Surrogacy laws in India: A balancing act


Until recently India was a popular destination for gay and lesbian couples wanting to give birth to a child through surrogacy. However, new laws mean that gay couples and singles will no longer be able to seek a surrogate mother in India. The new surrogacy laws in India highlight the balancing act that is sometimes involved with surrogacy.

The new surrogacy laws in India

The new surrogacy laws in India state that only couples who have been married for at least two years will be allowed to access a surrogate living in India. Plus, the couple must be from a country where surrogacy is legal.

These new rules make it very difficult for same-sex couples to proceed with surrogacy. Same-sex marriage is only legal in a handful of countries. Plus, surrogacy is illegal in many countries.

What are lesbian, gay and bisexual rights like in India?

Lesbian, gay and bisexual rights in India are limited. Consensual sex between two gay men was illegal up until 2009. Gay marriage continues to be illegal. In India any baby born through surrogacy will not be legally recognized when born for a same-sex couple.

How popular is surrogacy in India?

There are many fertility clinics in India. Reports reveal that there are about 1,000 clinics. The medical costs associated with surrogacy in these clinics are also lower in India as compared to many other countries. These factors made India a very popular destination for prospective lesbian and gay parents in the past.

Although robust data regarding how many same-sex couples or LGB individuals access surrogacy in India is not available, some sources report that approximately one third of those that sought surrogacy services in India in the past were lesbian or gay-identifying.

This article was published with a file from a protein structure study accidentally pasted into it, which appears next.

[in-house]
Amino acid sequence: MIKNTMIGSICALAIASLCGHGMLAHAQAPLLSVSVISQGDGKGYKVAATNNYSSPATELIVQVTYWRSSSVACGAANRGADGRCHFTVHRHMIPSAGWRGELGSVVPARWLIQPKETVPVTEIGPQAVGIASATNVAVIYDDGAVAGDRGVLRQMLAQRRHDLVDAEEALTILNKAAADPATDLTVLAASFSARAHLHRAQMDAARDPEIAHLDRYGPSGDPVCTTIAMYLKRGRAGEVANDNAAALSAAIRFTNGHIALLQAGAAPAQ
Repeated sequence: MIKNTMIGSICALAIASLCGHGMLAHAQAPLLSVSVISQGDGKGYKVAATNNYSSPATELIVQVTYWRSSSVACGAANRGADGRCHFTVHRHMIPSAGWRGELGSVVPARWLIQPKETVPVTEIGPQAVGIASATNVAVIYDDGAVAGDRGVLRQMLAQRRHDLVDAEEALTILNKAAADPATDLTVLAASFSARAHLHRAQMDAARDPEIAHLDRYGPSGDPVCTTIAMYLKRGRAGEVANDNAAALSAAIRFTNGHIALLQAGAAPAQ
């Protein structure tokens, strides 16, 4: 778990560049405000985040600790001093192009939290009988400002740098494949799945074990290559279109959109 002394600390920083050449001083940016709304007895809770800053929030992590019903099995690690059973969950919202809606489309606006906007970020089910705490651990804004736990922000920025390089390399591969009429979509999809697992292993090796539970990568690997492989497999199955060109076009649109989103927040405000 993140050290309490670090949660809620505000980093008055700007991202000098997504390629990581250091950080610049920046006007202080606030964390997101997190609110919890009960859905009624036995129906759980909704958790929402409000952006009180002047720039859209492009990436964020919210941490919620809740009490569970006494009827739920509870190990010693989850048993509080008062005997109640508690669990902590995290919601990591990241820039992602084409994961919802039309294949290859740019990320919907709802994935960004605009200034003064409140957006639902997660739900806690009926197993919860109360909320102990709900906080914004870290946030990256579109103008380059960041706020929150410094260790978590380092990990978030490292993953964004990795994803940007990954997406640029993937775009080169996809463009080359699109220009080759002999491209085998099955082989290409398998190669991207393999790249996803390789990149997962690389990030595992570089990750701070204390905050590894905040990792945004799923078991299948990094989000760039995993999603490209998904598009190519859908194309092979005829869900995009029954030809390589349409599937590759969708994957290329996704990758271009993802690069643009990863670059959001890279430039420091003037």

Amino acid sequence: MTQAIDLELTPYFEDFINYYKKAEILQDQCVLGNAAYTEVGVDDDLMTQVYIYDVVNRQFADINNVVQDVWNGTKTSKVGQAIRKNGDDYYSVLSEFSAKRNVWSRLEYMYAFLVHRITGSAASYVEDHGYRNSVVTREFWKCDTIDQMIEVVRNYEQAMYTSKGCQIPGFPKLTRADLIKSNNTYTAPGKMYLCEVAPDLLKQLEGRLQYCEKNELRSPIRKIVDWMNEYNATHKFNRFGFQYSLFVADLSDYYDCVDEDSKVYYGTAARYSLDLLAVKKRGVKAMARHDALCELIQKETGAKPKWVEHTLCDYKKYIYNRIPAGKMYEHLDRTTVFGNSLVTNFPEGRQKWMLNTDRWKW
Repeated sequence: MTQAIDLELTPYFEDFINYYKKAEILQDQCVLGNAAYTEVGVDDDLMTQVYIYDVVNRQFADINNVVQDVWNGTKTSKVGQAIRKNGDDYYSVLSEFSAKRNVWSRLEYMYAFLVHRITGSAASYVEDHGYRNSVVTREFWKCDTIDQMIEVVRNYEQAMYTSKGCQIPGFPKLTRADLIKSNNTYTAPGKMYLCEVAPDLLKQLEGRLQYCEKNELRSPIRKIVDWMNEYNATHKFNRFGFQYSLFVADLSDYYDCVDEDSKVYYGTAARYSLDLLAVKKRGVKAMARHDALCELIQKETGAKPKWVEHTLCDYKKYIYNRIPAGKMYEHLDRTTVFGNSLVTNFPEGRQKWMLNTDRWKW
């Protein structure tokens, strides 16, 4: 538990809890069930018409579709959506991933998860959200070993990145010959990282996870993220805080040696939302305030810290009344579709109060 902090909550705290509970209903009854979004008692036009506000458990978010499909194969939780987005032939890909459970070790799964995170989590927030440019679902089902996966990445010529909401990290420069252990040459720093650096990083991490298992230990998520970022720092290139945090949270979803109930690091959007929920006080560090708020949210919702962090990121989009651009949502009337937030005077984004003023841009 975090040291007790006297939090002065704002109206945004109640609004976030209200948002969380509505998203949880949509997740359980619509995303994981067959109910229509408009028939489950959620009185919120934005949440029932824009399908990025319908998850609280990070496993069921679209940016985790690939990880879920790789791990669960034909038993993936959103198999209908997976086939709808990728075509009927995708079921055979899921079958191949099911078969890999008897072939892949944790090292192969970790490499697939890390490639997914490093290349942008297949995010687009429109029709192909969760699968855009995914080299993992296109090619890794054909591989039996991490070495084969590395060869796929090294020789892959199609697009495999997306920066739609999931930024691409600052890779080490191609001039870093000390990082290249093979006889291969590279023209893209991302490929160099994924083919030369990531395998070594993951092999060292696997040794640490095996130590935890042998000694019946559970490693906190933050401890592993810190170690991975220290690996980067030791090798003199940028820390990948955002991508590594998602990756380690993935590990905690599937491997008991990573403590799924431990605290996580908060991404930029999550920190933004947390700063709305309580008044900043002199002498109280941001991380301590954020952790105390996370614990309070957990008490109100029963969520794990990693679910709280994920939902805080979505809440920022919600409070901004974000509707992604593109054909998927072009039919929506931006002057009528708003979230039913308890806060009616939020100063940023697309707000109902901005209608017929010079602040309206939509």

In total, approximately 50,000 people who are seeking surrogate mothers visit India each year and approximately 2,000 live surrogate births take place as a result.

Considering all aspects of surrogacy in India

Critics of the surrogacy industry in India often draw comparisons between the surrogacy industry and human trafficking. The Director of the Centre for Social Research in New Delihi, Ranjana Kumari, highlights that “often contracts are not honored. So if the clinic is willing to pay, say, £5,900, to the surrogate, she is ultimately paid £2,360 while the rest of the money is taken by the middle man who manages the deal.”

Supporters of the new rules say that the new rules will help protect the rights of the surrogate mother, the baby and the intending parents. However, at the same time, the new surrogacy laws in India generally rule out the option of surrogacy to same-sex couples. For many lesbian and gay parents the new rules don’t protect their rights. The new rules restrict their rights.

Plus, as many lesbian and gay-identifying individuals and couples make good parents, it is unclear how these new laws are in the best interest of any potential child.

A balancing act

The controversy around the new surrogacy laws in India highlights a number of considerations for lesbian, gay and bisexual individuals and couples. For example, it highlights the intricacies involved in balancing the wish to have a baby, the welfare of the child and the surrogate. It highlights how restrictions to our human rights in our own country of origin can also influence our rights in another country. Plus, it raises issues of our role in changing or perpetuating global inequities for ourselves and others.


Chaudhuri M. New Indian visa rules exclude single people and gay couples from child surrogacy. BMJ 2013;346.

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